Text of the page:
1."Illustrative Examples"

328

2. The As You Like It--A Model

344

3. The Timon of Athens

354

 

 

 

Contents of Volume II (links to Google)

 

Chapter VI.
Philosophical Evidences

1. Bacon A Philosopher

379

2. The Philosopher A Poet

393

3. Universals

398

4. Cupid and Nemesis

409

5. Science Of Matter

415

6. Science Of Soul

426

7. All Science

438

8. Science In Poetry

444

9. Remembrance And Oblivion

452

10. Miracles and Immortality

464

Chapter VII.
Spiritual Illumination

1. The True Religion

479

2. Destiny

496

3. The Greater Providence

523

4. The Lesser Providence

537

5. Reverence And Degree

558

ChapterVIII.
Conclusion

1. Reformation of Abuses

576

2. Philosopher and Poet

589

APPENDIX

An Appendix of Additional Matters, including a Notice of The Recently Discovered Northumberland MSS., With an Introduction

Introduction 605
Appendix 629
Supplement 699
Index 819
*********

Quote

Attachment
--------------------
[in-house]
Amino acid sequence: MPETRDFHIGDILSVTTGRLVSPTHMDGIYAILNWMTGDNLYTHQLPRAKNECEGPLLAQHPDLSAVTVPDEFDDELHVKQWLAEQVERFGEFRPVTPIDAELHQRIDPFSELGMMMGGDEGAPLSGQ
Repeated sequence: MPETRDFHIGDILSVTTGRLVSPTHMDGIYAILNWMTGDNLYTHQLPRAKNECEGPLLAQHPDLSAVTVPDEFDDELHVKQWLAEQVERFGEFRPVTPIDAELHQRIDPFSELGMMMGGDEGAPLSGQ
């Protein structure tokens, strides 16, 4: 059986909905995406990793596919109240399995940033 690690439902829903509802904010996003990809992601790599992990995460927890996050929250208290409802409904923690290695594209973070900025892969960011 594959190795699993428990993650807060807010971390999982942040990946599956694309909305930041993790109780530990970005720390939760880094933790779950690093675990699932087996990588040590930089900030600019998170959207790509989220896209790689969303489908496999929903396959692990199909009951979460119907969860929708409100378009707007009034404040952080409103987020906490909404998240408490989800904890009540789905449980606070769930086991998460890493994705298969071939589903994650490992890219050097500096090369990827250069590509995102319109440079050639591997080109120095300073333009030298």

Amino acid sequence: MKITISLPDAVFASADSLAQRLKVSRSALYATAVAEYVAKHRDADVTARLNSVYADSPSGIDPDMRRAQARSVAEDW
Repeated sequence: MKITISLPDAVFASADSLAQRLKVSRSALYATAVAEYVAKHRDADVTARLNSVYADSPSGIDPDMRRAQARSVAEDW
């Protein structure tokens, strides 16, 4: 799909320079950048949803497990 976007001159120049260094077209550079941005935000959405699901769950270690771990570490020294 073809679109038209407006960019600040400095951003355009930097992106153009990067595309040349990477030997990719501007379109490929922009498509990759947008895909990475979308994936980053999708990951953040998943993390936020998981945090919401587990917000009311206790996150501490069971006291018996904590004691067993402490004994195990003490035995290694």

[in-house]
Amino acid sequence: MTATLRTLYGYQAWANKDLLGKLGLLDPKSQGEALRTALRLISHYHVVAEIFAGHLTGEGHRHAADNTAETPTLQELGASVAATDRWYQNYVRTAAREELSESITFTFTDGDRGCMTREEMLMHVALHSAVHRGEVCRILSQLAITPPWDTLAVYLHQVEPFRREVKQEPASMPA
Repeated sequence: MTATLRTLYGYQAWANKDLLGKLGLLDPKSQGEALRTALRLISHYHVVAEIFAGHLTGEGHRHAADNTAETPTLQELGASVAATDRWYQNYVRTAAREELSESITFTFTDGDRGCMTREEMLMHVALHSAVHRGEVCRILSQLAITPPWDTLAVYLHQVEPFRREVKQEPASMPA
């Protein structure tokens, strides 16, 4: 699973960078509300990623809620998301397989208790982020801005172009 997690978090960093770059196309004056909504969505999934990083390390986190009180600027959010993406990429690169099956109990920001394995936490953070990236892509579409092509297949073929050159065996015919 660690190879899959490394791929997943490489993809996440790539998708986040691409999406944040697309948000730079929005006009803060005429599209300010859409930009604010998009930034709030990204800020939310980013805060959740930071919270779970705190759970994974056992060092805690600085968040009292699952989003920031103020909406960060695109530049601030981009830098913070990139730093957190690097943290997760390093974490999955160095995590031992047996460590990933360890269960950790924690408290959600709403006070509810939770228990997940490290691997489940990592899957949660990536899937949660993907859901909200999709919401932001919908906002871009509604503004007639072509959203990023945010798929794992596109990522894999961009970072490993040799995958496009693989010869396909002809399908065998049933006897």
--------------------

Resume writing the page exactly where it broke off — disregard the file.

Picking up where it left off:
"This work undertakes to demonstrate, not only that William Shakespeare did not, but that Francis Bacon did, write the plays and poems. It presents a critical view of the personal history of the two men, their education, learning, attainments, surroundings, and associates, the contemporaneousness of the writings in question in prose and verse, an account of the earlier plays and editions, the spurious plays, and "the true original copies." It gives some evidence that Bacon was known to be the author by some of his contemporaries. It shows in what manner William Shakespeare came to have the reputation of being the writer. It exhibits a variety of facts and circumstances, which are strongly suggestive of Bacon as the real author. A comparison of the writings of contemporary authors in prose and verse, proves that no other writer of that age, but Bacon, can come into any competition for the authorship. It is recognized that the evidence drawn from historical facts and biographical circumstances. are not in themselves alone entirely conclusive of the matter however suggestive or significant as clearing the way for more decisive proofs, or as raising a high degree of probability; and it is conceded, that, in the absence of more direct evidence, the most decisive proof attainable is to be found in a critical and thorough comparison of the writings themselves, and that such a comparison will clearly establish the identity of the author as no other than Francis Bacon." -- NATHANIEL HOLMES 1884, The Authorship of Shakespeare, Bibliography of the Bacon-Shakespeare Controversy, ed. Ivy- man, p. 28.